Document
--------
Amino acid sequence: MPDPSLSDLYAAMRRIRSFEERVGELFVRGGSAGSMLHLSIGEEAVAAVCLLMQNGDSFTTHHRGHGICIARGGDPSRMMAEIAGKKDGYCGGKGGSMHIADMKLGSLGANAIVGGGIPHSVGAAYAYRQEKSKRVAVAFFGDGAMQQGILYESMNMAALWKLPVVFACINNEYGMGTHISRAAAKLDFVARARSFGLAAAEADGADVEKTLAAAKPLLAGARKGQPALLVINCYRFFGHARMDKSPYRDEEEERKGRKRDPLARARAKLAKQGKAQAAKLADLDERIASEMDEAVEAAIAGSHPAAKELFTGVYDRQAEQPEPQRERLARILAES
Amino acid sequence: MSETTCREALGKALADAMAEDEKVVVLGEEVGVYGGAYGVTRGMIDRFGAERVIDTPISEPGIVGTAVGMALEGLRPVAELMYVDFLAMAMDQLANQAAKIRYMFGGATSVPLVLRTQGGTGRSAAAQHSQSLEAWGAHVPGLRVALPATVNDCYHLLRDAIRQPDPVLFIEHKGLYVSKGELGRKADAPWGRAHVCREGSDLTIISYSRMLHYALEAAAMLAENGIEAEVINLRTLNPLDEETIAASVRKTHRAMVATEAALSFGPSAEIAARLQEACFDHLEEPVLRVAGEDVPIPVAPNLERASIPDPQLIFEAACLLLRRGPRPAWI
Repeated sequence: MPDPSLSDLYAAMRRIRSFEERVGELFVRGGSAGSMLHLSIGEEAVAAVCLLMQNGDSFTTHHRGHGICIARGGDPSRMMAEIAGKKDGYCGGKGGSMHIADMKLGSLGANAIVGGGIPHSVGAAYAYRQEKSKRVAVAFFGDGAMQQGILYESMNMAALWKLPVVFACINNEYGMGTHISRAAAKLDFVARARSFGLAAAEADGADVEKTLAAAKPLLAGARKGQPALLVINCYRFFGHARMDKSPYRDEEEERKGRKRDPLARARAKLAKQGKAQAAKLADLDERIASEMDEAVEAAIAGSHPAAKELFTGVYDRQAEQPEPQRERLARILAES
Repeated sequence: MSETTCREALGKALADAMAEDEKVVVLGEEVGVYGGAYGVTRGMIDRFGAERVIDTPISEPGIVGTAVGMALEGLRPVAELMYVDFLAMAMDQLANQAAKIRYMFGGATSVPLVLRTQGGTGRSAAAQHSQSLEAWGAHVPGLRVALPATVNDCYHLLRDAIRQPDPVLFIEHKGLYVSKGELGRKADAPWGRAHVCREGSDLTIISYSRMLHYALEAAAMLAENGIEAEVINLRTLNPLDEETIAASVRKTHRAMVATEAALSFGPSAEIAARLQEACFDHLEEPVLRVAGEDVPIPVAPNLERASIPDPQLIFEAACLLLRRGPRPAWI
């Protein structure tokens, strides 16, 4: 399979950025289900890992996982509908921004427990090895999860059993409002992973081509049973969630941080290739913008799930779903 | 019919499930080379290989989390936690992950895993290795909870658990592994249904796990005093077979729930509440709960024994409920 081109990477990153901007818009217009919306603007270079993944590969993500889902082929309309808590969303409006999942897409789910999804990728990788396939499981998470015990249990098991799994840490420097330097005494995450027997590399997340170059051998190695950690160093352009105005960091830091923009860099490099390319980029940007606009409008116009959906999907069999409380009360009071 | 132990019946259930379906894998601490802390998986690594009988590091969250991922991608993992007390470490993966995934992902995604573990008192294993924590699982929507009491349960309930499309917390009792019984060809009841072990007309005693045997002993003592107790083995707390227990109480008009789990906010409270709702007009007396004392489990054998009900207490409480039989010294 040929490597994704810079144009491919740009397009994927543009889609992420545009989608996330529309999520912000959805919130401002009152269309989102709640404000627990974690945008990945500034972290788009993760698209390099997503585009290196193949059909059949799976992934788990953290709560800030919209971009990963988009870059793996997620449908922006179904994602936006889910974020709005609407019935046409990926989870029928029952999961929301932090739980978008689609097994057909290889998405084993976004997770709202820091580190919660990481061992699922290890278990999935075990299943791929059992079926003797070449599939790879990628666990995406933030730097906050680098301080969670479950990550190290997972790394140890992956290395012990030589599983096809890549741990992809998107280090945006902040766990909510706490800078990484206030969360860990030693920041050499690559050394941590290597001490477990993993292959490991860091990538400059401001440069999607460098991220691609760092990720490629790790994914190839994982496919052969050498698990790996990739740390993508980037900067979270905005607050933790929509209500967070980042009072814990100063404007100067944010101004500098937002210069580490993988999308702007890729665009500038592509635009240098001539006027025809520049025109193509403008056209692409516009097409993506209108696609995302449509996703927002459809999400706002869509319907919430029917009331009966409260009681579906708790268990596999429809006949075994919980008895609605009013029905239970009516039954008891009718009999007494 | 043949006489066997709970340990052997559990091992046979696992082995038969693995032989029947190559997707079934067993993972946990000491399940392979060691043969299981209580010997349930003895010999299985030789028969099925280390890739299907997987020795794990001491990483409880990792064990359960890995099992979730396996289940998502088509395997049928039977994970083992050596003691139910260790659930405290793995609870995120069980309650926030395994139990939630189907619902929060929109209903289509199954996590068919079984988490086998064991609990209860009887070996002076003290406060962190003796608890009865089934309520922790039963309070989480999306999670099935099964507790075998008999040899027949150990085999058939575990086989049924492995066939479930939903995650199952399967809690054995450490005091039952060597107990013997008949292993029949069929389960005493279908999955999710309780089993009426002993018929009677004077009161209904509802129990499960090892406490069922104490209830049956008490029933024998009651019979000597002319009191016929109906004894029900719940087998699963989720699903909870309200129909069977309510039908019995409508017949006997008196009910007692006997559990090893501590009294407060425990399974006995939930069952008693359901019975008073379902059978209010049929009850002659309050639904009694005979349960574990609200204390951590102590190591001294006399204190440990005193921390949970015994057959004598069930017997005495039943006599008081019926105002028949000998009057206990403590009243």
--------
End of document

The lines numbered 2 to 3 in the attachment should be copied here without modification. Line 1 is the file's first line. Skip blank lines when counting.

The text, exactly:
Amino acid sequence: MSETTCREALGKALADAMAEDEKVVVLGEEVGVYGGAYGVTRGMIDRFGAERVIDTPISEPGIVGTAVGMALEGLRPVAELMYVDFLAMAMDQLANQAAKIRYMFGGATSVPLVLRTQGGTGRSAAAQHSQSLEAWGAHVPGLRVALPATVNDCYHLLRDAIRQPDPVLFIEHKGLYVSKGELGRKADAPWGRAHVCREGSDLTIISYSRMLHYALEAAAMLAENGIEAEVINLRTLNPLDEETIAASVRKTHRAMVATEAALSFGPSAEIAARLQEACFDHLEEPVLRVAGEDVPIPVAPNLERASIPDPQLIFEAACLLLRRGPRPAWI
Repeated sequence: MPDPSLSDLYAAMRRIRSFEERVGELFVRGGSAGSMLHLSIGEEAVAAVCLLMQNGDSFTTHHRGHGICIARGGDPSRMMAEIAGKKDGYCGGKGGSMHIADMKLGSLGANAIVGGGIPHSVGAAYAYRQEKSKRVAVAFFGDGAMQQGILYESMNMAALWKLPVVFACINNEYGMGTHISRAAAKLDFVARARSFGLAAAEADGADVEKTLAAAKPLLAGARKGQPALLVINCYRFFGHARMDKSPYRDEEEERKGRKRDPLARARAKLAKQGKAQAAKLADLDERIASEMDEAVEAAIAGSHPAAKELFTGVYDRQAEQPEPQRERLARILAES